Plutonia: Revisited Community Project is a successful attempt to carry on the legacy of The Plutonia Experiment, delving deep into its gameplay and considerably increasing the size of the game. The monster placement is still efficient and dangerous, but their numbers range between 100 and 300, unless the authors used licence to go overboard as in MAP15 and a few other occasions. Obviously, this will test the abilities, the patience, and the endurance of the player. If you are looking for a bigger and meaner version of your favourite IWAD, and you do not mind a few maps lasting over 1 hour, give PRCP a try; if you just want more Plutonia then play Cydonia instead, as it is a polished, faithful, and reasonable opportunity to relive the Casali masterpiece under a contemporary point of view.

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DRM-MAN

  

These maps made me want to slice my wrists.

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Juza

·

  

Mostly a set of mediocre, unappealing, rushed and unoriginal levels, with little quality control. Baffling that these were made by multiple authors that had a month more than the Dario brothers to develop their levels.

 

Gameplay ranges from dull to sluggish.

 

Not much to say. It's just a boring map pack, and far from being like Plutonia in both design and quality perspectives.

 

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Doomkid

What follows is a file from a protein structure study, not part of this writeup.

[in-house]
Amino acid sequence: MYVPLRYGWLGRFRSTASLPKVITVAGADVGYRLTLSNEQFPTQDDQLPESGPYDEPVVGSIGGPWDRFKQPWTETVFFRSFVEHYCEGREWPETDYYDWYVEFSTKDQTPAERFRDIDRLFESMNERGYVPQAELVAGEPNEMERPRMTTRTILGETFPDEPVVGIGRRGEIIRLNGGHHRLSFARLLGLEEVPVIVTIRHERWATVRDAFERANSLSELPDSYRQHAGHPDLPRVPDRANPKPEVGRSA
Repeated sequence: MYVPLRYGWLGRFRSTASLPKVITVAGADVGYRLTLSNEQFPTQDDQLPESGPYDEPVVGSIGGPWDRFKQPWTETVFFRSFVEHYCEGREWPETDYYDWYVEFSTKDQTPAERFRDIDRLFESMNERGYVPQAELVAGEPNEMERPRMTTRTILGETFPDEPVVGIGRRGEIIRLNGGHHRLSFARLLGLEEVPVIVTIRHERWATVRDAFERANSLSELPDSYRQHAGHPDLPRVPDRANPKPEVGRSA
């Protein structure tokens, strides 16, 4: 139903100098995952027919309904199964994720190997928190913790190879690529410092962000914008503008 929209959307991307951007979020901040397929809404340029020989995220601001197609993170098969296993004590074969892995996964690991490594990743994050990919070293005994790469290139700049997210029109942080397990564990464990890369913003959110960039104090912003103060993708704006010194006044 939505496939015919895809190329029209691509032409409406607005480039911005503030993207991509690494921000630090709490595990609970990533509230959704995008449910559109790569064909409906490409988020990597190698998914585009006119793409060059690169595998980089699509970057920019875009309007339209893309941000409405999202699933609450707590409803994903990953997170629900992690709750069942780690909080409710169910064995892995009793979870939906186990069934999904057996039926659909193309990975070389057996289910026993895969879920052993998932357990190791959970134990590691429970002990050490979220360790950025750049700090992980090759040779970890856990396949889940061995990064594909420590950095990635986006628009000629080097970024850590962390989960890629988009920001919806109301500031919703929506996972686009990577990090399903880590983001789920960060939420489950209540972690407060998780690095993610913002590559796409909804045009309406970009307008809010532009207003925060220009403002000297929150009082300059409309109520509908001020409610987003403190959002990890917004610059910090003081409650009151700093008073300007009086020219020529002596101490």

Plays very well in multiplayer.

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SilverMiner

· Edited by SilverMiner

  

It's simply reskinning of original Plutonia.

Monsters are almost everywhere and I'm running out of ammo - that's a thing that will never be resolved.

Map07,Map11 and secret maps are pain in the ass. The best are Maps14-19 and Map29.

Slaughter linear key hunting maps is bad idea. It must be at least 3 ways to reach the exit.

Overall, it's far not better than Memento Mori 2

EDIT:

Why Map03 starts in the strange bricky box without Plutonia teleporter?

Why do I have to pick up that BFG on map04(If after I'd simply run out of cells on map05)?

Map05 Hitscanner traps is not good idea.

Map02 is so dark that you barely can distinguish colors.

Map06 suka blyat, where do I have to go to get this fucking blue key?

Map08 WTF is the door in front of the player starting pos?

Map09 Not bad.

Map10 I like the music.

Map11 When I started to go around some building, an archvile sent me to the exit area. Cool

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seed

  

"Deja Vu all over again."

 

Therefore Plutonia Revisited has been finished, played through GlBoom+ 2.5.1.5 on UV difficulty. A mostly pleasant surprise but could have offered more, so let's why that is.

 

Plutonia Revisited is a 32-map megawad consisting of revamped versions of the existing levels from Final Doom's Plutonia Experiment expansion, made by various members of the community. It comes with new textures, music, status bar, intermission screens, and fonts.

 

Unlike Plutonia 2, Plutonia Revisited does not aim to be a fan sequel of any sorts to the original IWAD, but rather aims to offer a different spin on the original maps from Plutonia while sticking to its design philosophy very closely and not taking too many liberties most of the time. Which is perhaps its greatest flaw.

 

Although most levels bear striking similarities with the original, they are sometimes taken to a whole new level where they basically descend into rip-off territory. This is due to preserving too much from the original levels on quite a few occasions where its no longer about staying faithful to the original as these places in maps are almost identical, apart from perhaps a few changes here and there. This can be observed both early in the wad as well as later, when nearing the end.